Swiss Re to remain a major ILS & alternative capital player: CFO Dacey

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Having brought together its insurance-linked securities (ILS) and retrocessional reinsurance activities last year, global firm Swiss Re expects to remain a major player in the alternative capital space, its CFO said yesterday.

john-dacey-swiss-reSwiss Re reorganised its insurance-linked securities (ILS) and retrocessional capabilities in 2019, merging its ILS and retro teams within a new, distinct unit named Alternative Capital Partners (ACP).

Since then, the reinsurer has been expanding its use of third-party capital, within its Sector Re collateralised reinsurance sidecar vehicle and its growing Matterhorn Re catastrophe bond program.

Part of the reason for this increase in use of third-party capital at Swiss Re has been a resurgent appetite for natural catastrophe risk at the reinsurance firm.

After a number of years where Swiss Re had shrunk its catastrophe risk appetite, the company had begun to increase it in 2019, in-line with the improving rate environment, but has been carefully increasing its use of retrocession and third-party capital at the same time to manage volatility.

Speaking to the media after announcing the reinsurers results yesterday, CFO of Swiss Re John Dacey reflected on the evolving strategy in this area of Swiss Re’s business.

“We announced last year the bringing together of resources under the heading of Alternative Capital Partners and I’m pleased that we’ve been able to demonstrate real success coming through that,” he began.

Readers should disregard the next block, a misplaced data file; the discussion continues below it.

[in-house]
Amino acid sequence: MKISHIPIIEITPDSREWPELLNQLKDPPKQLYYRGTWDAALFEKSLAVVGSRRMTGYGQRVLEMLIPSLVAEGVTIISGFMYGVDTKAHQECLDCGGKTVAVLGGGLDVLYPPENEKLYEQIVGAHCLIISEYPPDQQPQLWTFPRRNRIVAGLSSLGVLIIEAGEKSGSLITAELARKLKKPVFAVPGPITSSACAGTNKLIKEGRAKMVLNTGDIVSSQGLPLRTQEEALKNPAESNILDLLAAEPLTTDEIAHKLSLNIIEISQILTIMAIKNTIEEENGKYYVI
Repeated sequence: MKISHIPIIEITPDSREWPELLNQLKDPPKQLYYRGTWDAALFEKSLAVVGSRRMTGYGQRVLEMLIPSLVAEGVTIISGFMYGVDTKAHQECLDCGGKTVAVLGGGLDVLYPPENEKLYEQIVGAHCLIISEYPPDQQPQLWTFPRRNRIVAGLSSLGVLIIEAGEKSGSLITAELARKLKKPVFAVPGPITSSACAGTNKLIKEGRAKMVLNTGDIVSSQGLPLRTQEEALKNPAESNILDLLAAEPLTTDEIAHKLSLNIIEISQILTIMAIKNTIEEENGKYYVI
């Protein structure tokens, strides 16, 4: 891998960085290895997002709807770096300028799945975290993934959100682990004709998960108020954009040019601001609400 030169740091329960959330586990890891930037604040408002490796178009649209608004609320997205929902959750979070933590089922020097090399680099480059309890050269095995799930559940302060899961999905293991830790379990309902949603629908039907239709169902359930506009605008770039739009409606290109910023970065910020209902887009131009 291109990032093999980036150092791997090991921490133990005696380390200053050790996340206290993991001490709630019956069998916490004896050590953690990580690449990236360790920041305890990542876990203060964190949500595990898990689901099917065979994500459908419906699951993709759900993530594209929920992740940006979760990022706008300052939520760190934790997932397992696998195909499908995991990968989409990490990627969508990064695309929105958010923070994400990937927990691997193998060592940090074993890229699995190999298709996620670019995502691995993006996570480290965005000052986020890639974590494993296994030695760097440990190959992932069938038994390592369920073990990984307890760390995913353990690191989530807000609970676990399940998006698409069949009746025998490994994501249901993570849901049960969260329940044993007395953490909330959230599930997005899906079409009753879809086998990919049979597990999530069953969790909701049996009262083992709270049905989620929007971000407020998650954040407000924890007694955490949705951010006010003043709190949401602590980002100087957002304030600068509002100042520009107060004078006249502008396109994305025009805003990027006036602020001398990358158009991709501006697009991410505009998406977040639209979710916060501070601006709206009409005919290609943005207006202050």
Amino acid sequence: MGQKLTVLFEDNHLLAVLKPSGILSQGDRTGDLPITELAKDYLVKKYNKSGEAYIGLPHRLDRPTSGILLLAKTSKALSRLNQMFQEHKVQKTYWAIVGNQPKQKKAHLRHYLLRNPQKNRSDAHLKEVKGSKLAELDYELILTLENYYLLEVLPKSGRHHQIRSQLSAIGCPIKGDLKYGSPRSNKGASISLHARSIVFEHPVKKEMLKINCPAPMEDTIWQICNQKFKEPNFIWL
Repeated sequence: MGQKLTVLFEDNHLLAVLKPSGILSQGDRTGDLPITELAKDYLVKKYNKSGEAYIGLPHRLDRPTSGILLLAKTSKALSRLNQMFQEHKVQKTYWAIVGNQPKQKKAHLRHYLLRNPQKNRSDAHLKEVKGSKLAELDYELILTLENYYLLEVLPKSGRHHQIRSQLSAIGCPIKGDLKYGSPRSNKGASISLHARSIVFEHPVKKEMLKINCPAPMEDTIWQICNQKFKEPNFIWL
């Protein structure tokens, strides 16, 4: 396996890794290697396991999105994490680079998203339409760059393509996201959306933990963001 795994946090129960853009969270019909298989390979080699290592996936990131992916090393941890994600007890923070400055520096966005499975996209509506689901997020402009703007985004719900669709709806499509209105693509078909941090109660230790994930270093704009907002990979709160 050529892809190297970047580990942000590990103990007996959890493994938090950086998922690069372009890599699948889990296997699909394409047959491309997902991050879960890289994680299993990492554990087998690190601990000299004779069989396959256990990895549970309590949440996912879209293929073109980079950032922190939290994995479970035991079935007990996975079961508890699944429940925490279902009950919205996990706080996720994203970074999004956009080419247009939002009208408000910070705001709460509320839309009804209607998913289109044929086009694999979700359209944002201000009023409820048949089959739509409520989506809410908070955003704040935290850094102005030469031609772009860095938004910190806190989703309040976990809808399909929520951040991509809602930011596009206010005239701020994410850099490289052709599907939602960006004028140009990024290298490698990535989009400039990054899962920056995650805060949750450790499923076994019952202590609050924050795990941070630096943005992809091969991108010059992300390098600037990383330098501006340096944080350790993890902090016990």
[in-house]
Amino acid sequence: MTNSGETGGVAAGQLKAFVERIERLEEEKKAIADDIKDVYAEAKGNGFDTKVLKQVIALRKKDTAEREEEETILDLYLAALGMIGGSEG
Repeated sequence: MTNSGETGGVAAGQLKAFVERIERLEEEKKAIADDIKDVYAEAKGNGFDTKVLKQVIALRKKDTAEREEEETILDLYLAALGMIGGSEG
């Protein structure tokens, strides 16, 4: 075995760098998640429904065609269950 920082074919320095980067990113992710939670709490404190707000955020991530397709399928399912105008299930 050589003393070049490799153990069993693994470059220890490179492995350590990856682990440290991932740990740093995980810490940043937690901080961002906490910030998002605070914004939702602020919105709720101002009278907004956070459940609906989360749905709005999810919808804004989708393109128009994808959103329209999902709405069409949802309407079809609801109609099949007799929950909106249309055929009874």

Adding, “The first key issue is that as we expand our P&C Re business and opportunities around nat cat, we run into some very large peak risks. Windstorm in North America is the largest at the moment.

“There is some absolute amount we are going to be uncomfortable with and what we are able to do is continuing servicing clients, but retrocede some of that to those happy sharing that risk with Swiss Re.”

With Swiss Re now having a range of vehicles at its disposal to tap into capital market appetites, the reinsurance firm is able to offer third-party investors a range of different risk and return opportunities as well.

Dacey noted, “Whether it be through our sidecar, cat bonds, or other capital market driven alternatives to share that risk, it works very well as long as we are not developing specific risks for that channel.”

That refers to not overexposing any specific source of investor income to the risk in Swiss Re’s growing catastrophe book, which is why the reinsurer will likely continue to develop multiple access points for investors to participate in its underwriting returns.

Already, Swiss Re took its quota share sidecar Sector Re to around $1.1 billion in size in the final quarter of 2019. That vehicle could well be larger now, after the January renewals.

In addition, Swiss Re has now brought three catastrophe bonds to market using its Matterhorn Re Ltd. issuance vehicle, two of which were in 2020.

That shows the company reacting to market conditions to tap into the available capital sources and investor appetite, aware that its internal capabilities to structure and issue cat bonds makes that market a very attractive source of retro reinsurance at this time.

We’re likely to see a growing Sector Re sidecar and more Matterhorn Re cat bonds, as the reinsurers appetite for catastrophe exposure continues to grow.

With rates set to increase again in April in Japan and at the Florida and United States mid-year reinsurance renewals, we will likely see Swiss Re continue to leverage third-party capital to become more expansive at these junctures as well.

“We remain a major player in this marketplace and expect to continue to be,” Dacey confirmed.

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